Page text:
By Alan Scherstuhl
By Stephanie Zacharek
By Carolina Del Busto
By Amy Nicholson
By Simon Abrams
By Kevin Dilmore
By New Times
By Amy Nicholson
It's a great setup, isn't it? Religious prejudice, immigrant-bashing, a sweeping global canvas, and it's all based on a true story to boot. Throw in some Hollywood-style romance, and you might think that One Man's Hero would be an Oscar-winner in the making. Perhaps it would be if it were handled with any kind of flair or anchored around a charismatic star.
Instead, we get the direction of Lance Hool (producer of the big-screen Flipper and McHale's Navy) and a lead performance by Tom Berenger (who also served as co-producer). Not that Berenger's completely incapable of being charismatic; he excels in dumb-fun actioners such as The Substitute -- provided he gets to beat up a lot of people and generally keep his mouth shut. Forcing him to emote, however, is a risk. Forcing him to emote while wearing fake sideburns, a televangelist hairdo, and an absurdly fake Irish accent? Suicidal. (In all fairness, he does ditch the fake sideburns halfway through.) Playing American deserter Sergeant John Riley, Berenger seems to have modeled himself on Mel Gibson in Braveheart (he gets to make impassioned speeches about freedom while a rousing instrumental score tries to compensate for his lack of emotion), but he comes closer to Kevin Costner's sleepwalking rendition of Robin Hood. He's eminently passable as a soldier in the heat of battle, but the forced romantic scenes (with Mexican TV star Daniela Romo) are initiated with the line, "You're more woman than any woman I've ever known," and go downhill from there.
It's not all his fault, though. Director Hool is apparently under the impression that a soaring soundtrack is all an audience needs in order to be moved, and screenwriter Milton S. Gelman seems to be writing military strategy rather than a script. (1. Have the characters move one place. 2. Then another. 3. Then somewhere else. Who cares why they do it? Just get them there.) Admittedly, there's not a lot of room to play with historical fact, but trying to understand the motivations of the characters would be a good start.
When the movie begins, Berenger's Sergeant Riley is listening to imprisoned Irish soldiers complain about religious discrimination and telling them to get used to it. He then goes to a superior officer to ask permission to go to Mass, even though that will mean attending a Mexican church. His superiors grudgingly allow it. While at the church, Riley sees other members of his squad, whom he promptly turns in for not having asked permission to go. When these men are punished, Riley gets mad because the punishment is unduly harsh (he couldn't have seen that coming, given the relentless religious discrimination?) and breaks all the men out, running away with them across the Mexican border. Why now? What makes this the breaking point? Berenger's stone face offers no clues, and neither does the script. Just get them to Mexico, because that's how it happened.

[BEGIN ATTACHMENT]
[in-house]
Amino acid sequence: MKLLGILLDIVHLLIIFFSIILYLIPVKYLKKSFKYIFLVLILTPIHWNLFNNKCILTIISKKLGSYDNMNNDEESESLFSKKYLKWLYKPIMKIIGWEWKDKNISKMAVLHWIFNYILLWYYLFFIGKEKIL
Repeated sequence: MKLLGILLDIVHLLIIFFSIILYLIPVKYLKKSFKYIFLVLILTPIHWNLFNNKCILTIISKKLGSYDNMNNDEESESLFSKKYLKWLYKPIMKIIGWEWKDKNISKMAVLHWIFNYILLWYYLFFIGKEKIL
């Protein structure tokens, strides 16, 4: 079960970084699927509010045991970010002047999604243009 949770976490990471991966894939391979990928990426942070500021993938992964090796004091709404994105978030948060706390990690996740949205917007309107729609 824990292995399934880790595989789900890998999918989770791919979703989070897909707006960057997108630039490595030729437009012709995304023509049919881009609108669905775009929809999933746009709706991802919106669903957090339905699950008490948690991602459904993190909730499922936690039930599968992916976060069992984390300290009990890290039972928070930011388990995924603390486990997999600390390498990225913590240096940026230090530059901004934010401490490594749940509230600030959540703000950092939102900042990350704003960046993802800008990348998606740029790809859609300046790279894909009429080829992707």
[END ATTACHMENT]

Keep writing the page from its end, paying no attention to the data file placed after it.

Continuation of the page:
The meat of the story, of course, is in Riley and company's formation of the San Patricios, a special battalion for Irish deserters that would fight alongside the Mexican army in exchange for citizenship. Unfortunately, Hool decides to waste our time with a contrived love triangle involving Riley, bandit turned soldier Cortina (Joaquim de Almeida), and Cortina's girlfriend, Marta (Romo). Whereas most directors would have ended the story shortly after the San Patricios heroically fight their last great battle against suicidal odds, Hool keeps on going. And going. Riley survives execution and prison; he has to conclude the love-triangle story, no matter how long it takes. Even when that seems to be resolved, a voice-over narration, heretofore unheard, suddenly kicks in to read us about a paragraph's worth of summation and speculation about Riley's final fate. You'll be long past caring by then.
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